Update from the Judicial Administration Section

Issue January/February 2018 By Thomas M. Bond and Michael H. Hayden
Judicial Administration Section Review

The Judicial Administration Section Council (“JAC”) has continued its outreach and developed and held seminars and programs across the Commonwealth in counties outside of Boston. We are the Massachusetts Bar Association.

View from the Bench, Western New England School of Law, Springfield

In June, the JAC put on a “View from the Bench” program in Springfield on the new Superior Court rules at the Western New England School of Law. Many thanks to Judge Mark D Mason, who led a panel of judges, including Judges Michael Callan, John Ferrara, and Mary-Lou Rup. Nearly 50 people were in attendance.

Norfolk Superior Court, Dedham

The JAC travelled to Norfolk Superior Court in October to put on a practical demonstration on panel voir dire. Judge Peter Krupp presided over the program. Four attorneys demonstrated panel voir dire before a panel of mock jurors. Over 100 people attended this program. Much thanks to Judge Krupp, Joe Hurley and Lori Cianciulli, who put this program together.

View from the Bench, Plymouth Superior Court, Brockton

The JAC, led by member Jack Eklund, held a seminar on the new Superior Court rules and practice at the Plymouth Superior Court in Brockton. We appreciate the efforts and participation of Judges Richard Chin, Sharon Donatelle, Mark Gildea and Raffi Yessayan.

View from the Bench, Essex Superior Court, Salem

In conjunction with the Essex County Bar Association, the JAC held another View from the Bench program in January 2018, at the Essex Superior Courthouse in Salem. Many thanks to Judge Timothy Feeley, and to the panel of judges, consisting of Judges Peter Lauriat, Thomas Dreschler, Hélène Kazanjian and Salim Tabit. Clerk Carlotta Patten was instrumental in developing the materials and agenda for this program.

The JAC has also developed and held programs at MBA headquarters in Boston. We began our new season with Christopher Sullivan at the MBA presidential helm. In September, we welcomed Dean Frank Talty to present to our council on the new MPA/JA program at UMASS Lowell. We hit the ground running in October with a program in Boston:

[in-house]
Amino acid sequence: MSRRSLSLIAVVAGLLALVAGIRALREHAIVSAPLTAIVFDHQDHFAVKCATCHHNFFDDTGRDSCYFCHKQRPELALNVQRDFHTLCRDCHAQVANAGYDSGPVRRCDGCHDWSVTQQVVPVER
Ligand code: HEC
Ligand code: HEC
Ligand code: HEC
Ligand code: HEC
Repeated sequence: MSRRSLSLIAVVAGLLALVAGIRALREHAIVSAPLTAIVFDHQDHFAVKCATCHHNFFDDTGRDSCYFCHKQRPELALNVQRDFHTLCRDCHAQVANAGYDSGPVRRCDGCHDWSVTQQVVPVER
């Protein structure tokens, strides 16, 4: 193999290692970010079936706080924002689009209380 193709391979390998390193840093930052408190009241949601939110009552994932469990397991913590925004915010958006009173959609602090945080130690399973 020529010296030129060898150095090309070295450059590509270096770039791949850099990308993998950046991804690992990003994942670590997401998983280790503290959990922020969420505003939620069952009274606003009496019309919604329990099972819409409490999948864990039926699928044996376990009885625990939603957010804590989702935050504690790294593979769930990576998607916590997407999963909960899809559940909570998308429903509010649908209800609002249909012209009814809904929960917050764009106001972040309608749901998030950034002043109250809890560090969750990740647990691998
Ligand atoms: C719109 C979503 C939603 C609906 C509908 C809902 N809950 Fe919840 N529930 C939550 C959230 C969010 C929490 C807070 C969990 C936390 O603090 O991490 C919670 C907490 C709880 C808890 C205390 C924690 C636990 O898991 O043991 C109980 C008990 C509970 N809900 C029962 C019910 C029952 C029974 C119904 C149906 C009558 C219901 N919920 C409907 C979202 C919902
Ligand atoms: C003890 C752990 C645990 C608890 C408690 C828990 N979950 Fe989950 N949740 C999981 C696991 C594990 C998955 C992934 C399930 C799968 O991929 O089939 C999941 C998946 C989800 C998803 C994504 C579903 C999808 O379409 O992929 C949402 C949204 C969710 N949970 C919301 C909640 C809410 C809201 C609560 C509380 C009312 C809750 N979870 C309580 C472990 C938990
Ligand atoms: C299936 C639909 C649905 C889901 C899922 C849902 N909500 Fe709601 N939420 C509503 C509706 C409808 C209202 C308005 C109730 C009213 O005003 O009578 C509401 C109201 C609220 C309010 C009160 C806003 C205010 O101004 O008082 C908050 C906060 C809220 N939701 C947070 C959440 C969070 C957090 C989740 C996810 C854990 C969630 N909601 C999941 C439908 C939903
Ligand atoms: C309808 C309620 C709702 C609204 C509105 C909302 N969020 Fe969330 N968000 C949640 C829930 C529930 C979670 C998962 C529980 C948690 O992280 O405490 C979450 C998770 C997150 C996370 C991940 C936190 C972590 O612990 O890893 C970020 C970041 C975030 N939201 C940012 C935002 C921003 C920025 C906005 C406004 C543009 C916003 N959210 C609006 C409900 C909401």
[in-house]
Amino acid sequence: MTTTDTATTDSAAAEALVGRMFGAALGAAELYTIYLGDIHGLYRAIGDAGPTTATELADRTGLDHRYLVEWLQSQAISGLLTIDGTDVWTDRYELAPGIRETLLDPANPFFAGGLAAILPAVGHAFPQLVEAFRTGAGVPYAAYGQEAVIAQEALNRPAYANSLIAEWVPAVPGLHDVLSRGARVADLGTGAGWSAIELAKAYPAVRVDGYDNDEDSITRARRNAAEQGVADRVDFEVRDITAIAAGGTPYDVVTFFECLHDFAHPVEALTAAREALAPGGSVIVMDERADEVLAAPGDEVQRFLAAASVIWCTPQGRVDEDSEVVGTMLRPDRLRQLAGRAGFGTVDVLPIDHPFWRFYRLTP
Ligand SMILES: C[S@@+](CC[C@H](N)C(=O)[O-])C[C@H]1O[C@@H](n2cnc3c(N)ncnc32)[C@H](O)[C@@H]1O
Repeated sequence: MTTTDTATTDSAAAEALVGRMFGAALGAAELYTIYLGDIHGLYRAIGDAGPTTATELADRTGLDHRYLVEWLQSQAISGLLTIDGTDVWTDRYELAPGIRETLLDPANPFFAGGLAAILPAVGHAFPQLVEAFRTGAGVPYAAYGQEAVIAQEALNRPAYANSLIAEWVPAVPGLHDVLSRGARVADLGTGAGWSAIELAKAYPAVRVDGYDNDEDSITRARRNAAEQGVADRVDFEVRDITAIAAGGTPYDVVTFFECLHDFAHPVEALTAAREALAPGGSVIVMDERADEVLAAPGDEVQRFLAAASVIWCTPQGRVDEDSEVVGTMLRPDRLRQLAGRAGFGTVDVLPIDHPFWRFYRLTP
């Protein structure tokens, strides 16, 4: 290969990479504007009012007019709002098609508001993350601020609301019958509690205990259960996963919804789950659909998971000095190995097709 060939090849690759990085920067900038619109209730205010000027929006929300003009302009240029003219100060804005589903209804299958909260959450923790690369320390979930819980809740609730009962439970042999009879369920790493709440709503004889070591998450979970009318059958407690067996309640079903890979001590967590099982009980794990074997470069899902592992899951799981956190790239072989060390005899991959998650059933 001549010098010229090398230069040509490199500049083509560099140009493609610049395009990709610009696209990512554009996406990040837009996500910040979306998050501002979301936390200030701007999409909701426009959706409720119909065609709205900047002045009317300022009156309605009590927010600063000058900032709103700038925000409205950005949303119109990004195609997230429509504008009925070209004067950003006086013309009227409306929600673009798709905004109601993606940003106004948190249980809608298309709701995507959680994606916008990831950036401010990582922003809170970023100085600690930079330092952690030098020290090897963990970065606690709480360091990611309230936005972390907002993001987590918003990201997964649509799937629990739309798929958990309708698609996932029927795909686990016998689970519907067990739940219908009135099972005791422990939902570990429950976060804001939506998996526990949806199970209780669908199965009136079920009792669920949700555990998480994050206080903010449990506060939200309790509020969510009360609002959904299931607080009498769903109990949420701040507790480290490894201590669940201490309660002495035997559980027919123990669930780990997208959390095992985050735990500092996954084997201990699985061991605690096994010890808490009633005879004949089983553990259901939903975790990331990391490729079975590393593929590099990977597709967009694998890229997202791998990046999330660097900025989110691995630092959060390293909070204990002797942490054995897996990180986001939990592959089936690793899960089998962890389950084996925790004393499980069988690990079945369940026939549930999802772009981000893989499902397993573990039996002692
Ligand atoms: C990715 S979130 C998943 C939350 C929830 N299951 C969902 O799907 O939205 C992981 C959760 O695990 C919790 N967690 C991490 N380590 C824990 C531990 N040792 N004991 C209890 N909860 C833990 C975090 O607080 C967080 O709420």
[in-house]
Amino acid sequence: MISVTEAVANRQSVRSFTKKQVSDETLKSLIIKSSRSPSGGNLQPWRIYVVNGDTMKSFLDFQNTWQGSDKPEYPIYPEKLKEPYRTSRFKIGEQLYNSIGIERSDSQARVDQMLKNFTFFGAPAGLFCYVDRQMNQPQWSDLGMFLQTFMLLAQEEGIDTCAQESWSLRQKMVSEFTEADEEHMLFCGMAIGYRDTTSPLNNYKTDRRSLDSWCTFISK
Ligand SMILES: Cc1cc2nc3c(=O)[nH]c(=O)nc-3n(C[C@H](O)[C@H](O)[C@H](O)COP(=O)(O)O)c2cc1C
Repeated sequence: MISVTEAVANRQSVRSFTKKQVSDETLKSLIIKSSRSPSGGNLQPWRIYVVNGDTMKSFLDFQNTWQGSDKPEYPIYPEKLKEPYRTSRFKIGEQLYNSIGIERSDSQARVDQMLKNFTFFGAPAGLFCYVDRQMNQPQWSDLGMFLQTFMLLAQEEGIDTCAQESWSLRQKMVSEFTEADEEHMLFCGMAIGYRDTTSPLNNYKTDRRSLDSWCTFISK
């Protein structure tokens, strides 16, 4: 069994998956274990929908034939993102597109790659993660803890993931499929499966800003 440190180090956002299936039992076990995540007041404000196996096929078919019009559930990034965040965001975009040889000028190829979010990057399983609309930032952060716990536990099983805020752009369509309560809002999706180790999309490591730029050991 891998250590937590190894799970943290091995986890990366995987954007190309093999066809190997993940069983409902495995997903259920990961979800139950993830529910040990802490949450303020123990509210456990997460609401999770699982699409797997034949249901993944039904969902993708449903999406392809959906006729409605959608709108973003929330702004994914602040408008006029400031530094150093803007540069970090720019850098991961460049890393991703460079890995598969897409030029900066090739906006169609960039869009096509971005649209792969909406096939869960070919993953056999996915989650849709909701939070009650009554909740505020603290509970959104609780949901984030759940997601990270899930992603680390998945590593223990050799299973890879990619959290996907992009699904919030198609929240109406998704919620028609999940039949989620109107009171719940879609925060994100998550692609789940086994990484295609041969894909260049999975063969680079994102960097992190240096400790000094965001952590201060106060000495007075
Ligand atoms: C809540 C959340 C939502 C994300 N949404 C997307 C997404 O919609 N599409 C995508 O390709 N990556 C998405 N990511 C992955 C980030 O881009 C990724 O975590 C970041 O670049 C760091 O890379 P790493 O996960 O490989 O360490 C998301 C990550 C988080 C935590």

View from the Bench program on the new Superior Court rules at the MBA, Boston

The panel was comprised of Judges Douglas Wilkins, Heidi Brieger, Anthony Campo, Mitchell Kaplan and Hélène Kazanjian. We had a packed house, with over 100 people in attendance.

Representing Deaf and Hearing Impaired Clients

JAC member Nick Carter has organized a program with Massachusetts Commission for the Deaf and Hard of Hearing (MCDHH) that will discuss recent updates and developments in this area. During this interactive program, attorneys will receive advice and practical training on how to meet the communications, access and accommodations needs of their clients.

Judicial Administration Diversity Committee

MBA President Christopher P. Sullivan organized a committee within the Judicial Administration Council, chaired by Tom Bond, to study the lack of diversity on the bench and develop ways to address the problem. Several meetings have been held with Chief Justice Judith Fabricant, Chief Justice Angela Ordoñez, and members of the Black Lawyers, Hispanic Lawyers, Asian Lawyers, Women Lawyers and LGBTQ bar associations. We are gathering statistics on the number of minority judges currently on the bench, and will present the following resolution to the MBA House of Delegates in January:

“Legal giants Oliver Wendell Holmes, Jr., Louis D. Brandeis, Moorfield Story and other renowned Massachusetts attorneys founded the Massachusetts Bar Association on the principle of inclusion and invited lawyers of all races, colors and creeds to be members of the association. Long ago, the MBA’s House of Delegates adopted policy positions strongly in favor of equal opportunity and increasing diversity within the legal profession in our commonwealth. The MBA has always advocated that our state court bench should reflect the diversity of the citizens of our commonwealth. Although much progress towards this goal has been made, the goal has not yet been achieved. In fact, sadly, over the last decade, some of those hard fought gains have eroded despite the strong efforts to diversify the bench made by the current governor and several of his predecessors. Anecdotal evidence suggests that our judicial community is less diverse today than it was just 10 years ago.

"As members of the legal community and as citizens of our commonwealth, the members of the MBA and its affinity bar associations resolve to take pro-active steps in both the short term and the long term to increase the diversity of our state court bench so that it will more accurately reflect the diversity of our citizens. To accomplish this goal, the MBA is establishing a Judicial Diversity Task Force that will examine the status of diversity of the justices of the Trial Court, investigate the causes inhibiting diversity and explore potential solutions for increasing diversity while maintaining the highest standard of excellence in the Trial Court. We invite our brother and sister bar associations to join us on the task force in our critical quest to explore and address this problem.”

JAC vice chair Michael Hayden and JAC member Nick Carter have been an enormous help on this committee. We appreciate the support of Chief Justice Fabricant, Chief Justice Ordoñez and President Chris Sullivan, who has taken the laboring oar in this endeavor.

In 2018, we plan to have programs on electronic discovery, probate and family practice, panel voir dire, and an open forum on promoting diversity on the bench. Stay tuned!